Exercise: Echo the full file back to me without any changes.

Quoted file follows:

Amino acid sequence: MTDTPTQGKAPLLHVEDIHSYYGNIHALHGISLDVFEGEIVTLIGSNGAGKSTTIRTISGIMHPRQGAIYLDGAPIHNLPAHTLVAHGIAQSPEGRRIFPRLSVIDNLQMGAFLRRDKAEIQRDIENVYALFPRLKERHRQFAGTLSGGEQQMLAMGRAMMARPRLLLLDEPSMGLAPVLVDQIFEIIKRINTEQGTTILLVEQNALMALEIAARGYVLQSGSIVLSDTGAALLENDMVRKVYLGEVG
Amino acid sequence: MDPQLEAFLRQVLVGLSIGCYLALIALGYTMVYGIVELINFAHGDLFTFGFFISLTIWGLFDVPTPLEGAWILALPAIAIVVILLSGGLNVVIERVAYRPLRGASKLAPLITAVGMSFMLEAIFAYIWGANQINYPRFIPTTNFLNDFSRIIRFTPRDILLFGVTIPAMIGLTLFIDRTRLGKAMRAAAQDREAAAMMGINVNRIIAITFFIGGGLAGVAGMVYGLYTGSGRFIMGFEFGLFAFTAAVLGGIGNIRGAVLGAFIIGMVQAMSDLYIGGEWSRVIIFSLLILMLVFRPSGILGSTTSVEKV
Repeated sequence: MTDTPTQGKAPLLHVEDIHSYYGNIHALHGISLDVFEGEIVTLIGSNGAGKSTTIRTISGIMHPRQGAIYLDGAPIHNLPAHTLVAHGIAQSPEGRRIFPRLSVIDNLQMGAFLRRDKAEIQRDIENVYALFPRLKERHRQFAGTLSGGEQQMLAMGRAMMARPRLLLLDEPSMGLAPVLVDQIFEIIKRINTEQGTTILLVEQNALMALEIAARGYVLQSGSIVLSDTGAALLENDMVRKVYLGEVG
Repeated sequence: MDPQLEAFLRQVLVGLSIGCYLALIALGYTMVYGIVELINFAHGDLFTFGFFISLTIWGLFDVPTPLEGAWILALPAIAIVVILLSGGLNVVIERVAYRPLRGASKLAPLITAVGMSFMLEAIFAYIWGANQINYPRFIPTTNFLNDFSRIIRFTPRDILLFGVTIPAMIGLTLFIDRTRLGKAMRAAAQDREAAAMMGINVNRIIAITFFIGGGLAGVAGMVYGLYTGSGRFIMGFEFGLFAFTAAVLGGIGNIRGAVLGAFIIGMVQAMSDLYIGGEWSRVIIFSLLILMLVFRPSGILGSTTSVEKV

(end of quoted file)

Amino acid sequence: MTDTPTQGKAPLLHVEDIHSYYGNIHALHGISLDVFEGEIVTLIGSNGAGKSTTIRTISGIMHPRQGAIYLDGAPIHNLPAHTLVAHGIAQSPEGRRIFPRLSVIDNLQMGAFLRRDKAEIQRDIENVYALFPRLKERHRQFAGTLSGGEQQMLAMGRAMMARPRLLLLDEPSMGLAPVLVDQIFEIIKRINTEQGTTILLVEQNALMALEIAARGYVLQSGSIVLSDTGAALLENDMVRKVYLGEVG
Amino acid sequence: MDPQLEAFLRQVLVGLSIGCYLALIALGYTMVYGIVELINFAHGDLFTFGFFISLTIWGLFDVPTPLEGAWILALPAIAIVVILLSGGLNVVIERVAYRPLRGASKLAPLITAVGMSFMLEAIFAYIWGANQINYPRFIPTTNFLNDFSRIIRFTPRDILLFGVTIPAMIGLTLFIDRTRLGKAMRAAAQDREAAAMMGINVNRIIAITFFIGGGLAGVAGMVYGLYTGSGRFIMGFEFGLFAFTAAVLGGIGNIRGAVLGAFIIGMVQAMSDLYIGGEWSRVIIFSLLILMLVFRPSGILGSTTSVEKV
Repeated sequence: MTDTPTQGKAPLLHVEDIHSYYGNIHALHGISLDVFEGEIVTLIGSNGAGKSTTIRTISGIMHPRQGAIYLDGAPIHNLPAHTLVAHGIAQSPEGRRIFPRLSVIDNLQMGAFLRRDKAEIQRDIENVYALFPRLKERHRQFAGTLSGGEQQMLAMGRAMMARPRLLLLDEPSMGLAPVLVDQIFEIIKRINTEQGTTILLVEQNALMALEIAARGYVLQSGSIVLSDTGAALLENDMVRKVYLGEVG
Repeated sequence: MDPQLEAFLRQVLVGLSIGCYLALIALGYTMVYGIVELINFAHGDLFTFGFFISLTIWGLFDVPTPLEGAWILALPAIAIVVILLSGGLNVVIERVAYRPLRGASKLAPLITAVGMSFMLEAIFAYIWGANQINYPRFIPTTNFLNDFSRIIRFTPRDILLFGVTIPAMIGLTLFIDRTRLGKAMRAAAQDREAAAMMGINVNRIIAITFFIGGGLAGVAGMVYGLYTGSGRFIMGFEFGLFAFTAAVLGGIGNIRGAVLGAFIIGMVQAMSDLYIGGEWSRVIIFSLLILMLVFRPSGILGSTTSVEKV